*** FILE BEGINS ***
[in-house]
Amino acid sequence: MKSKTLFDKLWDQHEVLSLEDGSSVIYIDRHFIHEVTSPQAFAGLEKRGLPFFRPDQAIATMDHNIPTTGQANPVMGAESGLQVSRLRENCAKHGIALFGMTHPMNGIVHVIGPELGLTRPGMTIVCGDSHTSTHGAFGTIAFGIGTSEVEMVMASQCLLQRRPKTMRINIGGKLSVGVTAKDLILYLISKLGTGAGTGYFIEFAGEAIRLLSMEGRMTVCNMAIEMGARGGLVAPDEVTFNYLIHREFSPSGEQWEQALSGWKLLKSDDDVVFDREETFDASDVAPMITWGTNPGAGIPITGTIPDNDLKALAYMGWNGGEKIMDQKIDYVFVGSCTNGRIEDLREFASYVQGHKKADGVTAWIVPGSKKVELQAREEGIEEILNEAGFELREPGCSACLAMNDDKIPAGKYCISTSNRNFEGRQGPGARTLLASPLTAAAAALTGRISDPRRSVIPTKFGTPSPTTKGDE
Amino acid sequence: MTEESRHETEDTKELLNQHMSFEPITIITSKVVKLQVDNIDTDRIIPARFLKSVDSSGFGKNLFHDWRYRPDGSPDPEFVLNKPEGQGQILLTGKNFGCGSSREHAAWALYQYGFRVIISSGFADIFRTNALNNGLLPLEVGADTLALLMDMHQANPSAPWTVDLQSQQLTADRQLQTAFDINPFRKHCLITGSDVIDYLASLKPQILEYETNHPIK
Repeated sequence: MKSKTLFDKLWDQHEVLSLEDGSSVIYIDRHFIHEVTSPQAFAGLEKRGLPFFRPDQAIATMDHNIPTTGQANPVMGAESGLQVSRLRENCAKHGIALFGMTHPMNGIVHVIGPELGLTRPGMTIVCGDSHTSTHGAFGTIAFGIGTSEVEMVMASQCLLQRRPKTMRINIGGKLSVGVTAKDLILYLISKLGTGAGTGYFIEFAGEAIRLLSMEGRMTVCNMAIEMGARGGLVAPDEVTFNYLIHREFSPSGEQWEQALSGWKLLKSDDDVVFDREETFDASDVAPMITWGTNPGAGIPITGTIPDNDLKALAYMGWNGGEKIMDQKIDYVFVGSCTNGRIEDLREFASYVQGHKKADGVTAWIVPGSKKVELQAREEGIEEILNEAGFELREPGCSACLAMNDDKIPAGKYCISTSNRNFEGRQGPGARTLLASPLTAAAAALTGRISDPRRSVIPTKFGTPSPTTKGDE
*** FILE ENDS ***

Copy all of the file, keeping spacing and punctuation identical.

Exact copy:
[in-house]
Amino acid sequence: MKSKTLFDKLWDQHEVLSLEDGSSVIYIDRHFIHEVTSPQAFAGLEKRGLPFFRPDQAIATMDHNIPTTGQANPVMGAESGLQVSRLRENCAKHGIALFGMTHPMNGIVHVIGPELGLTRPGMTIVCGDSHTSTHGAFGTIAFGIGTSEVEMVMASQCLLQRRPKTMRINIGGKLSVGVTAKDLILYLISKLGTGAGTGYFIEFAGEAIRLLSMEGRMTVCNMAIEMGARGGLVAPDEVTFNYLIHREFSPSGEQWEQALSGWKLLKSDDDVVFDREETFDASDVAPMITWGTNPGAGIPITGTIPDNDLKALAYMGWNGGEKIMDQKIDYVFVGSCTNGRIEDLREFASYVQGHKKADGVTAWIVPGSKKVELQAREEGIEEILNEAGFELREPGCSACLAMNDDKIPAGKYCISTSNRNFEGRQGPGARTLLASPLTAAAAALTGRISDPRRSVIPTKFGTPSPTTKGDE
Amino acid sequence: MTEESRHETEDTKELLNQHMSFEPITIITSKVVKLQVDNIDTDRIIPARFLKSVDSSGFGKNLFHDWRYRPDGSPDPEFVLNKPEGQGQILLTGKNFGCGSSREHAAWALYQYGFRVIISSGFADIFRTNALNNGLLPLEVGADTLALLMDMHQANPSAPWTVDLQSQQLTADRQLQTAFDINPFRKHCLITGSDVIDYLASLKPQILEYETNHPIK
Repeated sequence: MKSKTLFDKLWDQHEVLSLEDGSSVIYIDRHFIHEVTSPQAFAGLEKRGLPFFRPDQAIATMDHNIPTTGQANPVMGAESGLQVSRLRENCAKHGIALFGMTHPMNGIVHVIGPELGLTRPGMTIVCGDSHTSTHGAFGTIAFGIGTSEVEMVMASQCLLQRRPKTMRINIGGKLSVGVTAKDLILYLISKLGTGAGTGYFIEFAGEAIRLLSMEGRMTVCNMAIEMGARGGLVAPDEVTFNYLIHREFSPSGEQWEQALSGWKLLKSDDDVVFDREETFDASDVAPMITWGTNPGAGIPITGTIPDNDLKALAYMGWNGGEKIMDQKIDYVFVGSCTNGRIEDLREFASYVQGHKKADGVTAWIVPGSKKVELQAREEGIEEILNEAGFELREPGCSACLAMNDDKIPAGKYCISTSNRNFEGRQGPGARTLLASPLTAAAAALTGRISDPRRSVIPTKFGTPSPTTKGDE